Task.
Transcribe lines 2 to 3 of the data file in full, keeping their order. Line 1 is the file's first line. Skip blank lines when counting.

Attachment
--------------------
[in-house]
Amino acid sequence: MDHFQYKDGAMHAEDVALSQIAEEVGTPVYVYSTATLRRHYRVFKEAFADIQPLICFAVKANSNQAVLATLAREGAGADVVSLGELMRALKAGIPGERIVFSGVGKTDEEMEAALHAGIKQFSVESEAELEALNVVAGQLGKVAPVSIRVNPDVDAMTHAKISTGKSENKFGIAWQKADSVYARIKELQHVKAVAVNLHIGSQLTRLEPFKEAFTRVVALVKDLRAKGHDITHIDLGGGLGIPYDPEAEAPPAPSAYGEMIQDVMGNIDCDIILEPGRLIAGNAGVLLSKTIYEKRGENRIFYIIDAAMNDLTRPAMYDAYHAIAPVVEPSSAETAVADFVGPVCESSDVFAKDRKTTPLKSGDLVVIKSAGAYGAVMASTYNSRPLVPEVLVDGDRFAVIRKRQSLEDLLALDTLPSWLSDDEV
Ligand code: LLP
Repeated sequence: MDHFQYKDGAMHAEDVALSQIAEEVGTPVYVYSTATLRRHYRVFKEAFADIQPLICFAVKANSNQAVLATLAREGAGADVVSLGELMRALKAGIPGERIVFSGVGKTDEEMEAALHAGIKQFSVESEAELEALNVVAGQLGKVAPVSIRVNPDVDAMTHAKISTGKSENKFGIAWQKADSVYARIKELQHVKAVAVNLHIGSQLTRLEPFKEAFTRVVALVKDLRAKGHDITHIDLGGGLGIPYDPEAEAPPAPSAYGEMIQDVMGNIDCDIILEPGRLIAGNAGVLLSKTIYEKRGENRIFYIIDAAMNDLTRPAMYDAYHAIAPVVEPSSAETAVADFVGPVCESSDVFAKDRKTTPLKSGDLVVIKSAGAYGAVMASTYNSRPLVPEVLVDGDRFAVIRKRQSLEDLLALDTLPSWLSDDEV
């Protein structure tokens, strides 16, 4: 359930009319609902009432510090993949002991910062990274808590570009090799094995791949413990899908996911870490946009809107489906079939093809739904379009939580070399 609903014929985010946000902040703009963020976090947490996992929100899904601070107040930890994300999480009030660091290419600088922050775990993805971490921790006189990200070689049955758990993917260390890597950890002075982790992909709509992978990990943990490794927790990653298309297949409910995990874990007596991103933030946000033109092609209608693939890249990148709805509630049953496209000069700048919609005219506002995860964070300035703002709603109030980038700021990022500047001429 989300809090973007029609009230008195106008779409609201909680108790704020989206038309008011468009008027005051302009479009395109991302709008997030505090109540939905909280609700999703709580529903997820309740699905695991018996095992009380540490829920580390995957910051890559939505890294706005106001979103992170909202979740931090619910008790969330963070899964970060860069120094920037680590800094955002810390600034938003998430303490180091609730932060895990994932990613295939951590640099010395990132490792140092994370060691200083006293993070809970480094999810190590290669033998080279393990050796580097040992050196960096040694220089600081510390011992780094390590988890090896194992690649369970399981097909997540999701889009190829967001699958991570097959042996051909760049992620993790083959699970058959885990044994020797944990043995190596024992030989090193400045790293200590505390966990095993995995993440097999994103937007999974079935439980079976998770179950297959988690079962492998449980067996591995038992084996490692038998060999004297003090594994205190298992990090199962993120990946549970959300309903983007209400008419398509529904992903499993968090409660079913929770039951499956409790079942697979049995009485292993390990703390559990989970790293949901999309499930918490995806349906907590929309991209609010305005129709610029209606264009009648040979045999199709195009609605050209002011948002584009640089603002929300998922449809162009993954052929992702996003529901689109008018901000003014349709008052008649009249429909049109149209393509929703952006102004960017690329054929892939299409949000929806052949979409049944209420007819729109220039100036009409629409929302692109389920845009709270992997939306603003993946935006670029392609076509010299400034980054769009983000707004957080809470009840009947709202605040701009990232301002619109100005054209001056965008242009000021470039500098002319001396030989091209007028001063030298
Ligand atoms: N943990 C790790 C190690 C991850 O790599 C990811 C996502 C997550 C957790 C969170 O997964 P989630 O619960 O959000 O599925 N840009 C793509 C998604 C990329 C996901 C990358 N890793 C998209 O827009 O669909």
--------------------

Amino acid sequence: MDHFQYKDGAMHAEDVALSQIAEEVGTPVYVYSTATLRRHYRVFKEAFADIQPLICFAVKANSNQAVLATLAREGAGADVVSLGELMRALKAGIPGERIVFSGVGKTDEEMEAALHAGIKQFSVESEAELEALNVVAGQLGKVAPVSIRVNPDVDAMTHAKISTGKSENKFGIAWQKADSVYARIKELQHVKAVAVNLHIGSQLTRLEPFKEAFTRVVALVKDLRAKGHDITHIDLGGGLGIPYDPEAEAPPAPSAYGEMIQDVMGNIDCDIILEPGRLIAGNAGVLLSKTIYEKRGENRIFYIIDAAMNDLTRPAMYDAYHAIAPVVEPSSAETAVADFVGPVCESSDVFAKDRKTTPLKSGDLVVIKSAGAYGAVMASTYNSRPLVPEVLVDGDRFAVIRKRQSLEDLLALDTLPSWLSDDEV
Ligand code: LLP